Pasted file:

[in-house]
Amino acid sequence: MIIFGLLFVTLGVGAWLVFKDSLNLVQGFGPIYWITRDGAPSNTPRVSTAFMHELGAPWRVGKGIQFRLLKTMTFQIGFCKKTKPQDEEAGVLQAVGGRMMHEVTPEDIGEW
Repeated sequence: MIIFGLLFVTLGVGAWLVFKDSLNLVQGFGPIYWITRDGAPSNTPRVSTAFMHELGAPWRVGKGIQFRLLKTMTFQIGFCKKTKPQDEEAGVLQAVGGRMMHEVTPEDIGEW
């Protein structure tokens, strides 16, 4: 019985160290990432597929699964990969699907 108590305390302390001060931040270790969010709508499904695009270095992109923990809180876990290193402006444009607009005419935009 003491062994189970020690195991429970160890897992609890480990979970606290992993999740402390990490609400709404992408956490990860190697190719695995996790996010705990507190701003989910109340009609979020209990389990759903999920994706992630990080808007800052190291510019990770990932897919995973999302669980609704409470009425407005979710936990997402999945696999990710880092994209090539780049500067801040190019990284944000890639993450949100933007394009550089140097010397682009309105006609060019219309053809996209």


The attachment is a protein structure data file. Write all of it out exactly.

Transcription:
[in-house]
Amino acid sequence: MIIFGLLFVTLGVGAWLVFKDSLNLVQGFGPIYWITRDGAPSNTPRVSTAFMHELGAPWRVGKGIQFRLLKTMTFQIGFCKKTKPQDEEAGVLQAVGGRMMHEVTPEDIGEW
Repeated sequence: MIIFGLLFVTLGVGAWLVFKDSLNLVQGFGPIYWITRDGAPSNTPRVSTAFMHELGAPWRVGKGIQFRLLKTMTFQIGFCKKTKPQDEEAGVLQAVGGRMMHEVTPEDIGEW
């Protein structure tokens, strides 16, 4: 019985160290990432597929699964990969699907 108590305390302390001060931040270790969010709508499904695009270095992109923990809180876990290193402006444009607009005419935009 003491062994189970020690195991429970160890897992609890480990979970606290992993999740402390990490609400709404992408956490990860190697190719695995996790996010705990507190701003989910109340009609979020209990389990759903999920994706992630990080808007800052190291510019990770990932897919995973999302669980609704409470009425407005979710936990997402999945696999990710880092994209090539780049500067801040190019990284944000890639993450949100933007394009550089140097010397682009309105006609060019219309053809996209």